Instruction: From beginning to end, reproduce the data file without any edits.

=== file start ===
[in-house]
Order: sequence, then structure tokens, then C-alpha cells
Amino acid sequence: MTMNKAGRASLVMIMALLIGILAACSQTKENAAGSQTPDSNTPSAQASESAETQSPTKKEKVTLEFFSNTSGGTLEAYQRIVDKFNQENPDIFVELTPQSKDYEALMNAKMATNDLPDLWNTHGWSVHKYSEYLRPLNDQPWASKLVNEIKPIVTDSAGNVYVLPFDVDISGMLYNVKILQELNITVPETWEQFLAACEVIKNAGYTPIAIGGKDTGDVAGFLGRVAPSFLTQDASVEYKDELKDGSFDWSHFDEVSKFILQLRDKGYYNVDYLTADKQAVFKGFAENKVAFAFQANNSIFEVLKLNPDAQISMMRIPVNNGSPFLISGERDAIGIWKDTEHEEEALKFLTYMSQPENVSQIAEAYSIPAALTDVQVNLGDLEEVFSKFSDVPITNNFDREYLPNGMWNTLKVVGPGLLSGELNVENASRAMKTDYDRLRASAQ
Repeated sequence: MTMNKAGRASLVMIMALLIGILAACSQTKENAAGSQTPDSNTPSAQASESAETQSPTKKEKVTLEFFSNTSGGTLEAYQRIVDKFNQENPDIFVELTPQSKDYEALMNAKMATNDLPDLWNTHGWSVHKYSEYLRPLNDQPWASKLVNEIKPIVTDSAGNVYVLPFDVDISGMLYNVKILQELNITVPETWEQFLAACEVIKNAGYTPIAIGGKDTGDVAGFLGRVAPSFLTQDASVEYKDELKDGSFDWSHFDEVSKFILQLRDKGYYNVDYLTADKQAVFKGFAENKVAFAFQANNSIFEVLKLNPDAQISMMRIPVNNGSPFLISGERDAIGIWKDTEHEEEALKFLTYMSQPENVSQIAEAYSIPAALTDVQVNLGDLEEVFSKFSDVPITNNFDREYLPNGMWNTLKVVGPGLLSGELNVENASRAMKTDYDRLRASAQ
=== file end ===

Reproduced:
[in-house]
Order: sequence, then structure tokens, then C-alpha cells
Amino acid sequence: MTMNKAGRASLVMIMALLIGILAACSQTKENAAGSQTPDSNTPSAQASESAETQSPTKKEKVTLEFFSNTSGGTLEAYQRIVDKFNQENPDIFVELTPQSKDYEALMNAKMATNDLPDLWNTHGWSVHKYSEYLRPLNDQPWASKLVNEIKPIVTDSAGNVYVLPFDVDISGMLYNVKILQELNITVPETWEQFLAACEVIKNAGYTPIAIGGKDTGDVAGFLGRVAPSFLTQDASVEYKDELKDGSFDWSHFDEVSKFILQLRDKGYYNVDYLTADKQAVFKGFAENKVAFAFQANNSIFEVLKLNPDAQISMMRIPVNNGSPFLISGERDAIGIWKDTEHEEEALKFLTYMSQPENVSQIAEAYSIPAALTDVQVNLGDLEEVFSKFSDVPITNNFDREYLPNGMWNTLKVVGPGLLSGELNVENASRAMKTDYDRLRASAQ
Repeated sequence: MTMNKAGRASLVMIMALLIGILAACSQTKENAAGSQTPDSNTPSAQASESAETQSPTKKEKVTLEFFSNTSGGTLEAYQRIVDKFNQENPDIFVELTPQSKDYEALMNAKMATNDLPDLWNTHGWSVHKYSEYLRPLNDQPWASKLVNEIKPIVTDSAGNVYVLPFDVDISGMLYNVKILQELNITVPETWEQFLAACEVIKNAGYTPIAIGGKDTGDVAGFLGRVAPSFLTQDASVEYKDELKDGSFDWSHFDEVSKFILQLRDKGYYNVDYLTADKQAVFKGFAENKVAFAFQANNSIFEVLKLNPDAQISMMRIPVNNGSPFLISGERDAIGIWKDTEHEEEALKFLTYMSQPENVSQIAEAYSIPAALTDVQVNLGDLEEVFSKFSDVPITNNFDREYLPNGMWNTLKVVGPGLLSGELNVENASRAMKTDYDRLRASAQ